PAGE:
About the book –
Hood is Irish writer Emma Donoghue’s second novel. Alternating reveries and reality, it is an account of how a woman copes with the sudden death of her partner. It was published in 1995, and won the Stonewall Book Award (formerly the ALA’s Gay, Lesbian and Bisexual Book Award for Literature). This 2011 edition contains some additional material, including a transcript of an interview with the author.
Some thoughts –
I had a bit of a hard time getting through this book. Firstly, it took quite a while to fall in step with the linguistic nuances and local references. But over and above that, the ideas and emotions were just so taxing and heavy. I thought Donoghue communicated rather deftly in the first person, giving Pen all the controlled rage and biting wit worthy of a rebellious Catholic schoolgirl. One particular “bloody” narrative was especially tough to read through. Over all, I thought the book was an authentic account of a person’s grief, and brought new facets to a universal experience.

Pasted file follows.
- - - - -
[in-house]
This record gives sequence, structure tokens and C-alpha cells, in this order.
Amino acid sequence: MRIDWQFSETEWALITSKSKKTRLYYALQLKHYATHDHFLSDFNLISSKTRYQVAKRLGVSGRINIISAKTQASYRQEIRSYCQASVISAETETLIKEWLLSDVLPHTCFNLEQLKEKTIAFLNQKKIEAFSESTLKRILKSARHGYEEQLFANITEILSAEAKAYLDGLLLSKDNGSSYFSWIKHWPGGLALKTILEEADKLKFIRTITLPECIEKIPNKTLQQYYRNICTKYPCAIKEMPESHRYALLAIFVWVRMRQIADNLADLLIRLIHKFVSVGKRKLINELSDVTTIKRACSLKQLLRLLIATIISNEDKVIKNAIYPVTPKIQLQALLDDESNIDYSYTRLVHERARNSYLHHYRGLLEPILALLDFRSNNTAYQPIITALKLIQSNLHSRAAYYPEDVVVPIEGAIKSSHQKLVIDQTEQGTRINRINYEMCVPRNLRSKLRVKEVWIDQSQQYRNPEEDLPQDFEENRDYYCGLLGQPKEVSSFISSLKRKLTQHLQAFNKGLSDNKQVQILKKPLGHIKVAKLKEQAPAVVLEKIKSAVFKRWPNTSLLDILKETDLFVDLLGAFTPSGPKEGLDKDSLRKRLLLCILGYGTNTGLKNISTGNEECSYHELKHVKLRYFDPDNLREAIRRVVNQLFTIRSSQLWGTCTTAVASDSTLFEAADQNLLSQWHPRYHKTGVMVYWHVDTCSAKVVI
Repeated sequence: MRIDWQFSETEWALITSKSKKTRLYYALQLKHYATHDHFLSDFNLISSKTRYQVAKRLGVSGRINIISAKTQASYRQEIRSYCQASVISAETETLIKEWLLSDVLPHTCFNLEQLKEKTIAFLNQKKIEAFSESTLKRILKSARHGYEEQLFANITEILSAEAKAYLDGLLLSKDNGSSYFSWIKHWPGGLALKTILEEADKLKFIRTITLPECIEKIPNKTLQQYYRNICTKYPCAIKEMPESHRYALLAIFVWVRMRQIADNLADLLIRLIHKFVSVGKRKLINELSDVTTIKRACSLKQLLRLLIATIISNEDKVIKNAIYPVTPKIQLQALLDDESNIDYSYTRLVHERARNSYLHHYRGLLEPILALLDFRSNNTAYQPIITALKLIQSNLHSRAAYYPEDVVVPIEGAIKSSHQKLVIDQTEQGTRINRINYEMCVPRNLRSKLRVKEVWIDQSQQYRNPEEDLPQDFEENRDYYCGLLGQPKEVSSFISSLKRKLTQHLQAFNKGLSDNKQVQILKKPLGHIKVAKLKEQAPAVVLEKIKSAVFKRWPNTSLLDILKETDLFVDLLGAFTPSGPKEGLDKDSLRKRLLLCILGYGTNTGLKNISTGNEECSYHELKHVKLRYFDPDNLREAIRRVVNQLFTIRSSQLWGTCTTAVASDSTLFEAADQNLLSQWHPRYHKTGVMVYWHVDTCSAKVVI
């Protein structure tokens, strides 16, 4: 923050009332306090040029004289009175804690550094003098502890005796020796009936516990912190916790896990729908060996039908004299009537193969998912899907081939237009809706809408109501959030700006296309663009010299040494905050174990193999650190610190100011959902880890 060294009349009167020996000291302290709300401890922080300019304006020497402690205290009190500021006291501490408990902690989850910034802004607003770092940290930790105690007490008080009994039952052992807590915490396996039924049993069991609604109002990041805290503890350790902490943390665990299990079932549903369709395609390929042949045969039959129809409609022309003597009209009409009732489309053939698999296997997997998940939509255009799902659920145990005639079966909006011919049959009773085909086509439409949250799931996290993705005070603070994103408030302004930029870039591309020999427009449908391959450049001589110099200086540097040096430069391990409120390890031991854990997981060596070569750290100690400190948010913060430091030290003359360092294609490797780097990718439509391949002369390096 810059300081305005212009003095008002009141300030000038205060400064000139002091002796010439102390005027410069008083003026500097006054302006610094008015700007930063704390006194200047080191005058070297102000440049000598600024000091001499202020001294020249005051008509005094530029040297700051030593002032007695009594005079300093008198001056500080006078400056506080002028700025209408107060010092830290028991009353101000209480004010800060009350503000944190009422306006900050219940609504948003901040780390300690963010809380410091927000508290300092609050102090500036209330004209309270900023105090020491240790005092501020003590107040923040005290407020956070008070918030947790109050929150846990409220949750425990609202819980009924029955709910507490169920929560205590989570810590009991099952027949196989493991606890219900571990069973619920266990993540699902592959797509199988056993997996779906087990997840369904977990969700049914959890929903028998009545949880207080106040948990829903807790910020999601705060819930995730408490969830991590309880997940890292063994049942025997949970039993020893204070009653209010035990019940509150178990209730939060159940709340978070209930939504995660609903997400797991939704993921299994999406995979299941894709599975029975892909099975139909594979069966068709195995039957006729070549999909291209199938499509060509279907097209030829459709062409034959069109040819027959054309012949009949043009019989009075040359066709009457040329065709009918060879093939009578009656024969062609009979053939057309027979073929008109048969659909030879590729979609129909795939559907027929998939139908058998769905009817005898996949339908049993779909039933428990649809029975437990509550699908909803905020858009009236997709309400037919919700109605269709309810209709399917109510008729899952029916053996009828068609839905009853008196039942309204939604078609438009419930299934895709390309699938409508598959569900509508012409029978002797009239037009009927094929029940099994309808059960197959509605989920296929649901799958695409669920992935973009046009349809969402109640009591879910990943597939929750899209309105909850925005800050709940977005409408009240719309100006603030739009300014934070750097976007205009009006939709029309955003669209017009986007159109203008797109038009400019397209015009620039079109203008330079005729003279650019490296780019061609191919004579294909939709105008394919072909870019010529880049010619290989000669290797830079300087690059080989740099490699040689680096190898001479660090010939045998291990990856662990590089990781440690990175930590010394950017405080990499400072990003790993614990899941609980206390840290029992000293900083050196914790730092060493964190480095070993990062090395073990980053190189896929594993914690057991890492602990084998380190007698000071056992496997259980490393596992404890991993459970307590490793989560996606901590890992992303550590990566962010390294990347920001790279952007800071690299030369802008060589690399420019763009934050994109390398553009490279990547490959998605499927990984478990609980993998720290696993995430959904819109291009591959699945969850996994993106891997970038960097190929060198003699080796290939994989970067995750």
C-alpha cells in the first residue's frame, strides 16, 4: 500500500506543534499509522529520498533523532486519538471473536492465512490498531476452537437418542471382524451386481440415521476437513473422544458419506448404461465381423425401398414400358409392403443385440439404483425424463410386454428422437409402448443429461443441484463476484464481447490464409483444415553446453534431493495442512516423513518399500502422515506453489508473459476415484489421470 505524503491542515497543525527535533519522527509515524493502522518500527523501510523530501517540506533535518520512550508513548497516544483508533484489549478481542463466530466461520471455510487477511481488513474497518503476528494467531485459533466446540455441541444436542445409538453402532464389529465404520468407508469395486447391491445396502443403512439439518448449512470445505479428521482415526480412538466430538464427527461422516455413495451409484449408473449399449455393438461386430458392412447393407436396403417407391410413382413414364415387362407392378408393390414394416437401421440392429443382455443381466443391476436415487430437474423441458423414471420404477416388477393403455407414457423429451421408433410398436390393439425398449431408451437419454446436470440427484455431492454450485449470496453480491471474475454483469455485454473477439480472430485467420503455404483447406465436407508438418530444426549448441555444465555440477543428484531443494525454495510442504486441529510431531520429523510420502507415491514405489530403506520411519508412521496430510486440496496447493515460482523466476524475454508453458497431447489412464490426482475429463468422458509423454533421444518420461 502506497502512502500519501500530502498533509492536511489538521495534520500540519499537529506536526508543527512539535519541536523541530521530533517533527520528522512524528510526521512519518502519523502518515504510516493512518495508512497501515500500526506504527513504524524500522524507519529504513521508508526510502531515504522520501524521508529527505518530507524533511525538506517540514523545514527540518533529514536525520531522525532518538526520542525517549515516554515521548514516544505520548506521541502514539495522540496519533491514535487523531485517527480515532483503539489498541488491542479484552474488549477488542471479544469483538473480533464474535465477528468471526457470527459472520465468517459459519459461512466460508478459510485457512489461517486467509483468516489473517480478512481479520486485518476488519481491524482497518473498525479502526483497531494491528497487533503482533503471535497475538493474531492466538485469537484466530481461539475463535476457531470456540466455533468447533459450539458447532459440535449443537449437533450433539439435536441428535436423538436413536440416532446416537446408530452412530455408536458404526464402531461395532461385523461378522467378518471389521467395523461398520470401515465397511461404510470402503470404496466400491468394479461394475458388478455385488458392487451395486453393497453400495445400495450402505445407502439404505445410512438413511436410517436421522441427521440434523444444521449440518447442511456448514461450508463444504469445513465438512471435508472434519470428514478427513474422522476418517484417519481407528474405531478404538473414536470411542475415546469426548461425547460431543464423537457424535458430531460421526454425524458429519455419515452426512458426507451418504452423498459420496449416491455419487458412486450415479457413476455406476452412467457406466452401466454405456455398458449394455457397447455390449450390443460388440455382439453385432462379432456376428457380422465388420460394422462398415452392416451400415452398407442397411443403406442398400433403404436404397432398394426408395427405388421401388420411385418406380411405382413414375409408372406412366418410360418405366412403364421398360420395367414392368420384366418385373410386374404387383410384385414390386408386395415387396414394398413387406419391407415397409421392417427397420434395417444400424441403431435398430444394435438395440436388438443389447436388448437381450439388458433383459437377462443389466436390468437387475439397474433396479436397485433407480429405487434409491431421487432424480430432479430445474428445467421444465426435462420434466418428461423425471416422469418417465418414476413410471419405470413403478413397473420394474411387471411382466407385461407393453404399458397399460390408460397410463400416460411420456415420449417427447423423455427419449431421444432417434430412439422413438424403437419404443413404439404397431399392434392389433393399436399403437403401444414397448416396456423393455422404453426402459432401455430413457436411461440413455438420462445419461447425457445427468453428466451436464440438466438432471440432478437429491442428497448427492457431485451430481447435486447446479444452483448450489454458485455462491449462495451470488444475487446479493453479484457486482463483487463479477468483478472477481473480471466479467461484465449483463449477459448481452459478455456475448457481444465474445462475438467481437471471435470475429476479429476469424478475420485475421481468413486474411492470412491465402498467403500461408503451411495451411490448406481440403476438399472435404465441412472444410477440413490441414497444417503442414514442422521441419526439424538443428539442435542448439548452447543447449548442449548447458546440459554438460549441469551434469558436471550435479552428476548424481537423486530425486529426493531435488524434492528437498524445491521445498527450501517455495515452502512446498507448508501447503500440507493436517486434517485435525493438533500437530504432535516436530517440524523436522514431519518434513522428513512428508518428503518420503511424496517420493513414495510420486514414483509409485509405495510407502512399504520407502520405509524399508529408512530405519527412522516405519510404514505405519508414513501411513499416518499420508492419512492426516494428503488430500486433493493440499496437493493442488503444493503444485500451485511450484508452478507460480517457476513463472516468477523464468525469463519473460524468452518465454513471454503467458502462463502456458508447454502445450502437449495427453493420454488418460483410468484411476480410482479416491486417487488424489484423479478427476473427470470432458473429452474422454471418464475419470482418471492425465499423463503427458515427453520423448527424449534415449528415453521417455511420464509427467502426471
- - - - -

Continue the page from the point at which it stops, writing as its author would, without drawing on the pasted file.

Favorite passages –
“It was good practice, believing improbable things.”
“…all that mattered was to be visible to yourself.”
“…only the basics: longing and hiding, a lust so distilled it felt almost platonic.”
“If this love thing was to be repeated over and over, how could the words stay fresh or even halfway sincere?”
Pen: “Don’t you want to be loved?”
Cara: “Not this much. Only as much as I deserve.”